If you abruptly stop or decrease your intake of the substance, your body is once again thrown off balance and symptoms of withdrawal may result. Such symptoms are often both physical and mental, and can potentially be dangerous depending on the type of drug.

Withdrawal symptoms are often the opposite of the effects of the substance. For example, alcohol is a depressant, so if you suddenly stop consuming alcohol, you might experience symptoms of overstimulation such as anxiety or restlessness.

Types

The specific withdrawal symptoms you experience depends on the type of drug you were taking. There are a number of different drug types that can result in withdrawal, including the following:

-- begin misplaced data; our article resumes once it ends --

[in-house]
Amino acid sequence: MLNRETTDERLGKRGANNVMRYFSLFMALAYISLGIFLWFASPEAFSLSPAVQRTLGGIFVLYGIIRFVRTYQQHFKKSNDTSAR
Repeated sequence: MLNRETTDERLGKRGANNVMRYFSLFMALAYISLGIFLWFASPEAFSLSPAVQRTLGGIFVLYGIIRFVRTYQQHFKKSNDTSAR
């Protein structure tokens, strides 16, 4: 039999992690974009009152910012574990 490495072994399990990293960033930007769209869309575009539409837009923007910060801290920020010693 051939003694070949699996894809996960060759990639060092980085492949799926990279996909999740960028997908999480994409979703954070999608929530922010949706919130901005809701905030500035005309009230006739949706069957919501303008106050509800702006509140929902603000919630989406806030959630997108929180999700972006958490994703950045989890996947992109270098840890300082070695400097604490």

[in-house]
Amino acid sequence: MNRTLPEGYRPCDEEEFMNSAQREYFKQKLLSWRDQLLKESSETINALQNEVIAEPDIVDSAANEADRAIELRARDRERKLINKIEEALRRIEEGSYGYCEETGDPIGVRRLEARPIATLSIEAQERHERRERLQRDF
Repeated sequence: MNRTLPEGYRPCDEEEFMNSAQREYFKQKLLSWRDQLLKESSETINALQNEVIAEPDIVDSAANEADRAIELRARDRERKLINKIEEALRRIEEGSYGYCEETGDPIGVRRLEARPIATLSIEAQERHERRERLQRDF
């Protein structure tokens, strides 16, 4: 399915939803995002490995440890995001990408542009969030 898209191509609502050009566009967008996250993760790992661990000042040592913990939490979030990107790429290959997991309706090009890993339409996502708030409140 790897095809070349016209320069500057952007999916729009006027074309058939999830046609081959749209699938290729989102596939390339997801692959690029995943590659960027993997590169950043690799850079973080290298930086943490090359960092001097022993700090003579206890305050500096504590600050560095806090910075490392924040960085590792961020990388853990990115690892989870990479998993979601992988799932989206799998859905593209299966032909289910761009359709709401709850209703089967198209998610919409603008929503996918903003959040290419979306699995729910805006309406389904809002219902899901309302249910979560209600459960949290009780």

• Antidepressants
  • Barbiturates
  • Cannabis
  • Depressants
  • Hallucinogens
  • Inhalants
  • Opioids
  • Stimulants

The following are some examples of specific substances that may lead to withdrawal and the expected duration of those symptoms:

  • Alcohol: Not everyone who stops drinking alcohol has withdrawal symptoms, but most people who quit suddenly after drinking enough alcohol for any length of time can experience a wide range of symptoms. Many times those symptoms will trigger a relapse.
  • Heroin: Those who have become addicted to heroin experience some particularly intense withdrawal symptoms, but even the worst of those symptoms will subside in five to seven days. However, for some, post-acute withdrawal syndrome (PAWS) can last for weeks or even months.